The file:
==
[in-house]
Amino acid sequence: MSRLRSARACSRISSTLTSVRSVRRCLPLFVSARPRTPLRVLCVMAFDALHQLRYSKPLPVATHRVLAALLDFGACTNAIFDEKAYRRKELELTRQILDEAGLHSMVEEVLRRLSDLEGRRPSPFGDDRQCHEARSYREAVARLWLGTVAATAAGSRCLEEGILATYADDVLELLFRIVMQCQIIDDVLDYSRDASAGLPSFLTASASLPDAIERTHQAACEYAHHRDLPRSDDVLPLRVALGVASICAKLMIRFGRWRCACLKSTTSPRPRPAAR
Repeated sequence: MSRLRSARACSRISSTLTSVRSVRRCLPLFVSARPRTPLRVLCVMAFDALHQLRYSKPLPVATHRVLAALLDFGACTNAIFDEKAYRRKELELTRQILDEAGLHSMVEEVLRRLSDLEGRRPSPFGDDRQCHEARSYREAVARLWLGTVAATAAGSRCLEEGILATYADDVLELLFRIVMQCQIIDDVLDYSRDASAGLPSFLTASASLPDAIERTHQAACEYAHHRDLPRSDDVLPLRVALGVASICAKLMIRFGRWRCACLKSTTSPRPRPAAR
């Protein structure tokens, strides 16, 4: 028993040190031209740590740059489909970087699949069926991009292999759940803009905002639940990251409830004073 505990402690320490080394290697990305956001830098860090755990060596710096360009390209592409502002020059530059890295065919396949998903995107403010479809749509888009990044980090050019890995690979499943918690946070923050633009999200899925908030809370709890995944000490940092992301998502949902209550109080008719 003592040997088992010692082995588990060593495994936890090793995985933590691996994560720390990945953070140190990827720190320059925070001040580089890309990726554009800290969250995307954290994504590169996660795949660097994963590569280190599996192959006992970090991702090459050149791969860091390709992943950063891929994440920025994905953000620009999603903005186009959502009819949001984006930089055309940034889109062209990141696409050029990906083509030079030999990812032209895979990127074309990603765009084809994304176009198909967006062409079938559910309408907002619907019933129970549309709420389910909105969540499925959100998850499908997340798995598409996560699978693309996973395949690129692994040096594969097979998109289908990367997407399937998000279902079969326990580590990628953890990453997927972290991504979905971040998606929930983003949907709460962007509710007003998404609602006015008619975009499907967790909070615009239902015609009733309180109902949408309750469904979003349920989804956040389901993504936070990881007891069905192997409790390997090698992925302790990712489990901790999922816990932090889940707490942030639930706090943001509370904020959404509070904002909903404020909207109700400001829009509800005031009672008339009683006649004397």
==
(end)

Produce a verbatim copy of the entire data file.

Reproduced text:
[in-house]
Amino acid sequence: MSRLRSARACSRISSTLTSVRSVRRCLPLFVSARPRTPLRVLCVMAFDALHQLRYSKPLPVATHRVLAALLDFGACTNAIFDEKAYRRKELELTRQILDEAGLHSMVEEVLRRLSDLEGRRPSPFGDDRQCHEARSYREAVARLWLGTVAATAAGSRCLEEGILATYADDVLELLFRIVMQCQIIDDVLDYSRDASAGLPSFLTASASLPDAIERTHQAACEYAHHRDLPRSDDVLPLRVALGVASICAKLMIRFGRWRCACLKSTTSPRPRPAAR
Repeated sequence: MSRLRSARACSRISSTLTSVRSVRRCLPLFVSARPRTPLRVLCVMAFDALHQLRYSKPLPVATHRVLAALLDFGACTNAIFDEKAYRRKELELTRQILDEAGLHSMVEEVLRRLSDLEGRRPSPFGDDRQCHEARSYREAVARLWLGTVAATAAGSRCLEEGILATYADDVLELLFRIVMQCQIIDDVLDYSRDASAGLPSFLTASASLPDAIERTHQAACEYAHHRDLPRSDDVLPLRVALGVASICAKLMIRFGRWRCACLKSTTSPRPRPAAR
């Protein structure tokens, strides 16, 4: 028993040190031209740590740059489909970087699949069926991009292999759940803009905002639940990251409830004073 505990402690320490080394290697990305956001830098860090755990060596710096360009390209592409502002020059530059890295065919396949998903995107403010479809749509888009990044980090050019890995690979499943918690946070923050633009999200899925908030809370709890995944000490940092992301998502949902209550109080008719 003592040997088992010692082995588990060593495994936890090793995985933590691996994560720390990945953070140190990827720190320059925070001040580089890309990726554009800290969250995307954290994504590169996660795949660097994963590569280190599996192959006992970090991702090459050149791969860091390709992943950063891929994440920025994905953000620009999603903005186009959502009819949001984006930089055309940034889109062209990141696409050029990906083509030079030999990812032209895979990127074309990603765009084809994304176009198909967006062409079938559910309408907002619907019933129970549309709420389910909105969540499925959100998850499908997340798995598409996560699978693309996973395949690129692994040096594969097979998109289908990367997407399937998000279902079969326990580590990628953890990453997927972290991504979905971040998606929930983003949907709460962007509710007003998404609602006015008619975009499907967790909070615009239902015609009733309180109902949408309750469904979003349920989804956040389901993504936070990881007891069905192997409790390997090698992925302790990712489990901790999922816990932090889940707490942030639930706090943001509370904020959404509070904002909903404020909207109700400001829009509800005031009672008339009683006649004397």